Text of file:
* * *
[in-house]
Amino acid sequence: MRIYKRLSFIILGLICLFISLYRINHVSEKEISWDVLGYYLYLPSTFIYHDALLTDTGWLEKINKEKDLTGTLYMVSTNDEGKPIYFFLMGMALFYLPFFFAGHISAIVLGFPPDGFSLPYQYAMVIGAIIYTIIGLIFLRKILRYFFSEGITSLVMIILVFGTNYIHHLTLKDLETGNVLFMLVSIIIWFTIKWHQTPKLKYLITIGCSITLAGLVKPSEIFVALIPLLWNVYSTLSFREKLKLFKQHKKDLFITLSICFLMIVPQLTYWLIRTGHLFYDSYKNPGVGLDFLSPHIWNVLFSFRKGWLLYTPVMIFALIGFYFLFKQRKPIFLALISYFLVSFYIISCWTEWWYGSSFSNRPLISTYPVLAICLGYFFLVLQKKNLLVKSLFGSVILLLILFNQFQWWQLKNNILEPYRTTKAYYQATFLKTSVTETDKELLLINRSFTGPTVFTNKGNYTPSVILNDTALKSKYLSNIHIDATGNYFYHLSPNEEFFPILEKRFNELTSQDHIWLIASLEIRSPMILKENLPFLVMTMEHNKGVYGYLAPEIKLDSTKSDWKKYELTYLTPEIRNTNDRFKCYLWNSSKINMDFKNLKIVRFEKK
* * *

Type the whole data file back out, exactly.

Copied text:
[in-house]
Amino acid sequence: MRIYKRLSFIILGLICLFISLYRINHVSEKEISWDVLGYYLYLPSTFIYHDALLTDTGWLEKINKEKDLTGTLYMVSTNDEGKPIYFFLMGMALFYLPFFFAGHISAIVLGFPPDGFSLPYQYAMVIGAIIYTIIGLIFLRKILRYFFSEGITSLVMIILVFGTNYIHHLTLKDLETGNVLFMLVSIIIWFTIKWHQTPKLKYLITIGCSITLAGLVKPSEIFVALIPLLWNVYSTLSFREKLKLFKQHKKDLFITLSICFLMIVPQLTYWLIRTGHLFYDSYKNPGVGLDFLSPHIWNVLFSFRKGWLLYTPVMIFALIGFYFLFKQRKPIFLALISYFLVSFYIISCWTEWWYGSSFSNRPLISTYPVLAICLGYFFLVLQKKNLLVKSLFGSVILLLILFNQFQWWQLKNNILEPYRTTKAYYQATFLKTSVTETDKELLLINRSFTGPTVFTNKGNYTPSVILNDTALKSKYLSNIHIDATGNYFYHLSPNEEFFPILEKRFNELTSQDHIWLIASLEIRSPMILKENLPFLVMTMEHNKGVYGYLAPEIKLDSTKSDWKKYELTYLTPEIRNTNDRFKCYLWNSSKINMDFKNLKIVRFEKK